Forbes Magazine said that one of the four biggest HR trends to watch out for in 2018 is heavy focus on the employee experience. The attention will be directed toward what the employee journey looks like within an organization. They will also concentrate on how leaders connect the dots between organizational culture, employee engagement and performance management. Differences in work and communication style have much to do with the way professional relationships develop and, in turn, the way employee performance, satisfaction and team success unfold. Join Kathy and Jennifer at the next DISC Train-the-Trainer (March 8-9, 2018) to learn the science behind DISC and gain insights to better communication and higher productivity.
Earlier this month, Kathy and fellow-facilitator (and TTC strategic partner) Nicole Champlin had the pleasure of conducting a Train-the-Trainer event with the folks at the Defense Contract and Audit Agency (DCAA) in Atlanta. Kathy and Nicole worked with seven DCI instructors who came from a variety of professional disciplines including law enforcement, education, military, and EMT. Kathy and Nicole were grateful for the wisdom and experiences the instructors shared and are confident they will do a great job facilitating the mentoring process in-house at DCAA.
As we wrap up Women’s History Month, I am inspired to say thank you to the wonderful trailblazers in my life who have mentored me both on a formal and informal basis. Olive Burns (aka Nana) — My grandmother was a "Rosie the Riveter” during World War II when men went off to war and women went into the factories. I truly believe that the tenacity of women like my grandmother has greatly contributed to the empowerment of women to this day! Barbara Fife — My mother was a teacher and a day care provider as long as I can remember. We always had a home full of children and my mother nurtured them, gave them a sense of structure and rules to follow, and of course showered them with plenty of love. Their parents could work with assurance, knowing that their children were in a safe and comforting place. When she wasn’t caring for children from our home, she provided day care through a special state-sponsored program that allowed single mothers to send their children to a safe environment where they could grow and flourish. I feel like my mother is an unsung hero who helped raise a lot of children, and in turn helped their parents invest themselves in their careers because they knew their children were safe and genuinely cared for. But her work didn’t stop there. Well after retirement she volunteered at her church, caring for infants and toddlers during church services, giving their parents a much-needed break and an opportunity to strengthen their spirituality. Dr. Jan Northup — My first mentor. Jan was the first person to help me realize that women needed to help each other grow personally and professionally. Her motto was: "Women helping women.” She developed a wonderful training program entitled, The Promotable Woman: What Makes the Difference? Jan inspired many individuals and organizations to think not only about the technical skills that set them apart, but the interpersonal skills that made the difference. She also taught me the power of mentoring and recommended that every woman attending her sessions should find a mentor. Jennifer Sellers — My Vice President. Jennifer came into a one-person business with a passion for helping people and the dexterity of a true multitasker. She helped me build TTC into a business that is known throughout the federal government and private industry. Jennifer is particularly well-known as a mentoring match maker and troubleshooter. She has traveled the country facilitating the matching process with amazing results. The stories we hear from past program participants who have prospered in their careers because of their mentoring relationships would warm your hearts and touch your souls! Honestly, I could go on and on extolling the virtues of trailblazing women I have had the pleasure to work with and observe in my personal and professional life. For now, I feel satisfied with thanking the smart, talented, and savvy women of The Training Connection who are investing their time and energy to help others grow personally and professionally through mentoring: Jennifer Sellers Trisha Milligan Alison Sfreddo Corinna Natale Sarah Cubbage Kristy Atkins Melissa Uzzo Staci Weekes Nicole Bridge Gina Becton All of these women, and more, have made me a better person by helping me grow in body, mind, and soul. As a thank you, I try to carry a piece of them all with me every day, and share the experience of their wisdom with others.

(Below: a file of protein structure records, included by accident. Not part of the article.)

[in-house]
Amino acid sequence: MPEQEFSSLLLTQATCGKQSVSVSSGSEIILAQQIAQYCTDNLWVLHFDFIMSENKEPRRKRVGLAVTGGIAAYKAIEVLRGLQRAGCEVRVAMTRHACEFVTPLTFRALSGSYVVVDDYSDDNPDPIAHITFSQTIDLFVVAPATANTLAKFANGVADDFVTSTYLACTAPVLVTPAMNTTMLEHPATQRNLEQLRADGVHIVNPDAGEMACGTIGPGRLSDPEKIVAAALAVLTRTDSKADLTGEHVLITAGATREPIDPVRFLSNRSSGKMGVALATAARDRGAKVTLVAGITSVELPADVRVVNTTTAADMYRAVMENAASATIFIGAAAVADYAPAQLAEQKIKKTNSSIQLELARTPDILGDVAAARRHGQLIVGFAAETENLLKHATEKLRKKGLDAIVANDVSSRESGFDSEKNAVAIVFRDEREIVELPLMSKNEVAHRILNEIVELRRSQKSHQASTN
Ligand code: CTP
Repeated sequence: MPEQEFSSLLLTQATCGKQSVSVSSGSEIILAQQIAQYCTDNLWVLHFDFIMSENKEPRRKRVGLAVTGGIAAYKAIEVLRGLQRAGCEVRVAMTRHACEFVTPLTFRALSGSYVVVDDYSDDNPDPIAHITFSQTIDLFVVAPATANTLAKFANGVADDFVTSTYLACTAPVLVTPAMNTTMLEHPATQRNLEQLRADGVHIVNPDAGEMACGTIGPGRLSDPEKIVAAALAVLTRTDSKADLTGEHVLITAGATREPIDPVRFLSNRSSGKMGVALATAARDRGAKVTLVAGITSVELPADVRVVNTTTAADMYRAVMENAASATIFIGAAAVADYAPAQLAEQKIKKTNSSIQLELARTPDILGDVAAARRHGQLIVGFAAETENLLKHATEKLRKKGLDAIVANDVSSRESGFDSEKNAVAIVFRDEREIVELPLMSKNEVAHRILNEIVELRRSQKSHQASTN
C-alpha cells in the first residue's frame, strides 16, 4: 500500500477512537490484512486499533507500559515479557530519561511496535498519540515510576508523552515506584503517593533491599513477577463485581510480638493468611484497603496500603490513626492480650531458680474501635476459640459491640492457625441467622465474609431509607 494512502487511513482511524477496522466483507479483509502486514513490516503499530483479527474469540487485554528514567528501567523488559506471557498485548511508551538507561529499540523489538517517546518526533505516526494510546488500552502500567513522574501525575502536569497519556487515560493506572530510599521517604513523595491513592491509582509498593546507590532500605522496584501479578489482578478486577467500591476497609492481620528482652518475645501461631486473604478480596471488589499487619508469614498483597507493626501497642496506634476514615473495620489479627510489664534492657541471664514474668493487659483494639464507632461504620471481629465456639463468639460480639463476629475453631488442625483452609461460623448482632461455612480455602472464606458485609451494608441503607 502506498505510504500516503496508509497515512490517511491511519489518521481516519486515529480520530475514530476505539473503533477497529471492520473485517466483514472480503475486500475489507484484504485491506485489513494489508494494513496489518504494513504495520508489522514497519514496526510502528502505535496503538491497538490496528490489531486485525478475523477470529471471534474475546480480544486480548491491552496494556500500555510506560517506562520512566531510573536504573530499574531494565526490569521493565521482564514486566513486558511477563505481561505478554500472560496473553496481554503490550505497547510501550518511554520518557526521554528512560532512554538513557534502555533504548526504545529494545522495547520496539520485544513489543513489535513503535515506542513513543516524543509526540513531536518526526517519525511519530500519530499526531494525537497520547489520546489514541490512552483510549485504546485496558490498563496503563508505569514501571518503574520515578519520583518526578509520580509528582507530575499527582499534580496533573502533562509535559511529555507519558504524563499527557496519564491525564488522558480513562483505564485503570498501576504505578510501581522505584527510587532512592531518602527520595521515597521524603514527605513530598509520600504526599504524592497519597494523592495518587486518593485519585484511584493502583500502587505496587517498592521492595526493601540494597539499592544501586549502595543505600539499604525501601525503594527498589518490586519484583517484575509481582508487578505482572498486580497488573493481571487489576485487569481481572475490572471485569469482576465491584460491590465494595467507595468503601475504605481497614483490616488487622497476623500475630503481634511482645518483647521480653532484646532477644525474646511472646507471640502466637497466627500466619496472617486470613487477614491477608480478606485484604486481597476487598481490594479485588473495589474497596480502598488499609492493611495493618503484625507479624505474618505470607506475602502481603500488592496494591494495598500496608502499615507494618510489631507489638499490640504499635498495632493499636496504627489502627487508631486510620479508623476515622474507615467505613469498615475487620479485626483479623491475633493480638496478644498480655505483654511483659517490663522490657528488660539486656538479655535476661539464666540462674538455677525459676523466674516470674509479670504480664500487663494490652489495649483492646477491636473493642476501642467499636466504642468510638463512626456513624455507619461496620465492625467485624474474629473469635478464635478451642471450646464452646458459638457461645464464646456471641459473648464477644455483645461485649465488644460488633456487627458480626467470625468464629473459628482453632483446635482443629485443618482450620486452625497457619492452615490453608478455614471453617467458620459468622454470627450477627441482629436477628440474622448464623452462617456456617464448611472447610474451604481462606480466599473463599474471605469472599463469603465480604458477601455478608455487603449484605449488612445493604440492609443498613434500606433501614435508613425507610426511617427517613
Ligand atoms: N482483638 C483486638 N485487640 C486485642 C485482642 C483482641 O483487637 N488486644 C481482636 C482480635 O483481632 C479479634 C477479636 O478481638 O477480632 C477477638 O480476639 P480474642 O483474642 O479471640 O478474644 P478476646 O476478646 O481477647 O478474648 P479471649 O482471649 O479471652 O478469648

Last week I had the pleasure of hosting a Train-the-Trainer on the Workplace Motivator’s Model for both my internal facilitation team as well as my Mastermind Group. I’m not sure if you have ever heard or participated in a "Mastermind Group,” but the best way to define it is a group mentoring process. Several women entrepreneurs from around the country get together periodically and mentor each other on best practices, lessons learned and share various strategies to maintain harmony in the workplace and increase productivity. We have been meeting for over six years and hold each other accountable for our business plans and goals, support each other professionally and pay devil’s advocate if we think one of us is going down the wrong path. We even support each other personally. For example, when I lost my mentor (Dr. Jan Northup) over two years ago, I was touched to the core as I received notes of compassion from various colleagues in my Mastermind Group. They were also there to offer words of congratulations when I purchased my dream home (on a lake) that I had set as a goal several years ago. I thought it was a wonderful learning experience for my internal team (made up of my Vice President—Jennifer Sellers, my Training Manager—Trisha Milligan and my Co-facilitator/Trainer—Melissa Uzzo) to not only gain a credential around the Workplace Motivators assessment, but to also experience the power of a Mastermind Group. It was an awesome and energizing experience! The training was facilitated by Judy Suiter. Judy is a walking encyclopedia about DISC and Workplace Motivators. She is the co-author of The Universal Language DISCand the author of Exploring Values! Releasing the Power of Attitudes. She helped us understand the missing link – workplace motivators and the integration of it with DISC behaviors. We met in Old Town Alexandria, Virginia which was a perfect environment for learning but also provided easy access to some wonderful restaurants and shopping in the evenings. My take aways… The Workplace Motivator’s Model is a unique tool that goes beyond the DISC Behavioral assessment and gives managers and team members a unique perspective on what motivates each employee in the workplace and how and what stressors can breakdown a team. Every individual has different passions and motivators. These are the actual values that drive a person to do and act the way they do. Of course not everyone shares the same passions in life, but it is important to understand what drives others and self and how different individual workplace motivators will impact the team. There are six motivators that make up an individual value system. As we all most likely have more than one – to varying degrees - there is usually one that stands out in front. Think about what you value and which of these could be considered you motivator(s): Theoretical: How one values and approaches knowledge and information. Utilitarian: How one values and approaches time and resources. Aesthetic: How one values form, harmony and balance. Social: How one values and approaches efforts to help people and causes. Individualistic: How one values and approaches authority, power and control. Traditional: How one values and approaches traditions and a system of living. Consider each of these categories and how they may drive you in your work and relationships. Then think about the others that surround you and what may be driving them. When we know what is important to those we spend our workday with, we are better equipped to respect and embrace what motivates them and can in turn make the workplace more harmonious and productive. How will I apply this new knowledge… Armed with this deepened knowledge around workplace motivators, I hope to help the individuals I am mentoring understand the culture of the workplace and find work that appeals to their own value system.